The chapter ends with the band getting signed to EMI. “It felt strange and unreal to be at the headquarters of EMI negotiating a new beginning at the same time that John Lennon’s death brought to a close a huge chapter in the history of rock and roll. We didn’t know if it was fate or a bad omen.” (page 56) In my opinion, this continues that bittersweet tone of the book. The passage reads so negatively, I can’t honestly believe Andy feels that way about his career in Duran Duran. This edition of the book was published in 2008, and I have to think that not enough time had passed from his second tour of duty to allow the sharpness of the more angered or painful memories to dull…does the negative tone overshadow all the good??
A: It is fascinating to me that they agreed to split the royalties equally as John and Nick could have easily asked for more as the founders. To me, that shows something about their characters.
R: I didn’t even think about that, Amanda. I think it’s because I’ve heard for so often that they always split things equally that I read right over that without noticing. I’m not sure it really says that much about Nick or John’s character as much as it shows their naivete and youth at the time. They were probably so excited by the very prospect of being signed that they didn’t give any thought to whom had been around longest. Ego probably didn’t crop up until a bit later.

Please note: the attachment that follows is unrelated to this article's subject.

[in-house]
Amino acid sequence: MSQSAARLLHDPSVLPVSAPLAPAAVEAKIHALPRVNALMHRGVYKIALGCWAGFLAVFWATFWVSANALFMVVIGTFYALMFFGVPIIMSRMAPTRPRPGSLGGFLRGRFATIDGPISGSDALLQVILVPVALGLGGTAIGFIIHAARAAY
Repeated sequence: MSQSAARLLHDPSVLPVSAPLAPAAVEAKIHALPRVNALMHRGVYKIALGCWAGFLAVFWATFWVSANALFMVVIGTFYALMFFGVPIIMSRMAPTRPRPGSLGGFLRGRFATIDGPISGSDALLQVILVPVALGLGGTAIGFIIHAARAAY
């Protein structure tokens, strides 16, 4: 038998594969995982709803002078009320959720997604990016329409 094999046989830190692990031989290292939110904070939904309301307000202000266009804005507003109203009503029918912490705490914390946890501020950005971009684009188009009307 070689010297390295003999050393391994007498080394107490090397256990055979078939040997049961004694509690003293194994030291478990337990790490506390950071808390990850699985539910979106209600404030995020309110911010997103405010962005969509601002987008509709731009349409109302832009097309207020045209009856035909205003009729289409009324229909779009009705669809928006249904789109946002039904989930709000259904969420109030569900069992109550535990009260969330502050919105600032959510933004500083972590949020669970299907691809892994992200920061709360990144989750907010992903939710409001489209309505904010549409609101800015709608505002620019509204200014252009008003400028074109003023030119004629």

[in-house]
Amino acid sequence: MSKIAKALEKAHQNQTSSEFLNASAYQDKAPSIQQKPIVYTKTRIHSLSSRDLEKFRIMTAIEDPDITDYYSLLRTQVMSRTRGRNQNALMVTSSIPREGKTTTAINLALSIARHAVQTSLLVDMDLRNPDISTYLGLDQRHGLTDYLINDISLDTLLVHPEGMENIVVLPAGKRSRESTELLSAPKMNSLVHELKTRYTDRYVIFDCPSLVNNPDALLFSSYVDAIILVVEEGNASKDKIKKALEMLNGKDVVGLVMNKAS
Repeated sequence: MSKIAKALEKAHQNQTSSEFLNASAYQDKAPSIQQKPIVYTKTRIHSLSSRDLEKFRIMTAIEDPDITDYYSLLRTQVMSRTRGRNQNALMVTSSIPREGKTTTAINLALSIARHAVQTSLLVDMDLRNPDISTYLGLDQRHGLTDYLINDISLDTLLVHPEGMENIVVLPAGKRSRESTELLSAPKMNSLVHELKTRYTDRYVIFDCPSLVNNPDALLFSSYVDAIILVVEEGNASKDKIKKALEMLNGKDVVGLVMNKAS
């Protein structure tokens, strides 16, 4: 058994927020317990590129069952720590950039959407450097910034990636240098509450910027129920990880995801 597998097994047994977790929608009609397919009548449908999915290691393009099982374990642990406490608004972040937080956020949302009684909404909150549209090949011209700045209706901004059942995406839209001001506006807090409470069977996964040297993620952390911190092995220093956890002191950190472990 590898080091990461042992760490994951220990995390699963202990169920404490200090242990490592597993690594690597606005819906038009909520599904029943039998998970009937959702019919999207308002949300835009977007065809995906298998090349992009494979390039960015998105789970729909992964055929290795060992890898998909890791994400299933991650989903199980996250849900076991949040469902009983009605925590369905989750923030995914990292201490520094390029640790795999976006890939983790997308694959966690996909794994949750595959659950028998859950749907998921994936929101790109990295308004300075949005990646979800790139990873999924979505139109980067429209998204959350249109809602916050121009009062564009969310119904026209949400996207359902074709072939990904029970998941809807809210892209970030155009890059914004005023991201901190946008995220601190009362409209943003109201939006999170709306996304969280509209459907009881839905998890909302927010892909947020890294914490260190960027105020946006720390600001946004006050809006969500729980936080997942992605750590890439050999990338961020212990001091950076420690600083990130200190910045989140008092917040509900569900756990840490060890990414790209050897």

R:The chapter opens with Andy talking about the first time he tried cocaine. We all know by now that the band and cocaine were fairly synonymous back in the day. Apparently Andy felt (and perhaps this was widespread belief at the time) that cocaine was a “rich man’s drug” and that it was harmless. I have to be honest, as a kid – I never thought about their drug use and I’m not even sure I was aware. I think that for me, it was the beauty of being far removed. I didn’t *see* all of those things. I heard the music, saw the (eventual) videos, read the articles and didn’t know about the rest. I’ll go one step further and say that I’ve never tried cocaine. That’s right. I really am one of those good kids to this day! I just never saw the point. I think I was fairly judgmental about people who did any kind of drug when I was young – alcohol aside – and so for me, I’m really kind of glad I never paid much attention to the murmurs of drug use by the band. For me it probably would have made a difference (keep in mind that we’re talking about me at the age of twelve or thirteen) because drug use scared me, apparently for really good reason!